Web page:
The List: And Why Fear Is Important



By Emily Roberts

My name is Emily Roberts and I am filling in this month for my dad, who has been a bit busy lately. When he asked me if I would like to write a column for him, I said, “Sure!” but it didn’t take long for me to realize it can be a daunting task. The closer the deadline came, the more fretful I became. Then I realized—that’s what I needed to write about: fear.

In 2010, I rode a roller coaster. To most, that would not be anything extraordinary, but to me it was life-changing. Up until this moment I had let fear control my entire life. I would never throw a birthday party because of the fear of no one showing up. I would never go swimming for the fear of drowning. Never go running for fear of falling. This was just how my life was lived.

Near the end of the year when I was in the tenth grade, I was given an assignment in my English class. My task was to write a list of one hundred things you wish to do before you die. You can probably imagine how tedious this assignment would be for someone with such crippling anxiety. I sat up in my room for hours wondering how I could ever do anything at all. After all, it’s hard even to leave your house when you’re afraid of the drive to school.

The next morning, I walked triumphantly up to my English teacher and handed him what would later become known as “The List.” The list was simple; it was titled, “101 Things to Do Because They Scare Me.” The goal was to be completely fearless by the time I started college. School was to end a week later and that summer would start my next new adventure. Item number one: ride a roller coaster. Within a short period, I was able to mark it “Done.” Item number 22, swim in the ocean. Done. Item number 73, ask a boy on a date. Done. One by one I watched the list get marked off, and sure enough, by the time I walked across that stage and threw my cap in the air I had crossed off the entire list. I was now an international traveler, had preformed in front of audiences, and even thrown a birthday party.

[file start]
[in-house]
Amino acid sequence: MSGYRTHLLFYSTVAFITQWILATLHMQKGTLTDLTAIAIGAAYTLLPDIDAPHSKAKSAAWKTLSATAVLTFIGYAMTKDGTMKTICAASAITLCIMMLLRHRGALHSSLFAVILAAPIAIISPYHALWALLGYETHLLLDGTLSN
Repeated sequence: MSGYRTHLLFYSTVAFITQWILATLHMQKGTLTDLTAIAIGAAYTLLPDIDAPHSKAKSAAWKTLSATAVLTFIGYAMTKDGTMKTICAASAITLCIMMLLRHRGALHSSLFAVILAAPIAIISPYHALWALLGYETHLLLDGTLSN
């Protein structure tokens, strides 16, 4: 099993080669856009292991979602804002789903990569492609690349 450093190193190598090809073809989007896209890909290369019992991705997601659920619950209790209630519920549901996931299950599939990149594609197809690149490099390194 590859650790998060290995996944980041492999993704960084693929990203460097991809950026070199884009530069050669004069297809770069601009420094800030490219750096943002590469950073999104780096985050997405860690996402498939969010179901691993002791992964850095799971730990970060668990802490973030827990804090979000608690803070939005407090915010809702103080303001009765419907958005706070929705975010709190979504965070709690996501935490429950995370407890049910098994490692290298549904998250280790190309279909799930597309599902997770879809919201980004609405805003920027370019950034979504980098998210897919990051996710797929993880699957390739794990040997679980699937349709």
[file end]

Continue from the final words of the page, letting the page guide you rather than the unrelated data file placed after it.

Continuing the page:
Now, five years later, I am twenty years old, but I am by no means fearless. Along my journey I learned that “The List” was not meant to eliminate fear itself, but rather to let fear stop dictating my decisions. I have learned now that just because it scares you, doesn’t mean that it’s bad for you. A life without risk is a life without adventure. Sometimes things get scary, but we can’t let that stop our lives. Waiting for all the fear to simply vanish will do nothing other than stunt your growth.

In the Bible, I remember the prophet Jeremiah saying something very similar: For I know the plans I have for you,” declares the LORD,” plans to prosper you and not to harm you, plans to give you hope and a future” (Jeremiah 29.11 NIV). Think about that: there’s something very liberating about not being afraid of fear, but only being afraid of not living fully.

With much hope,

Emily Roberts


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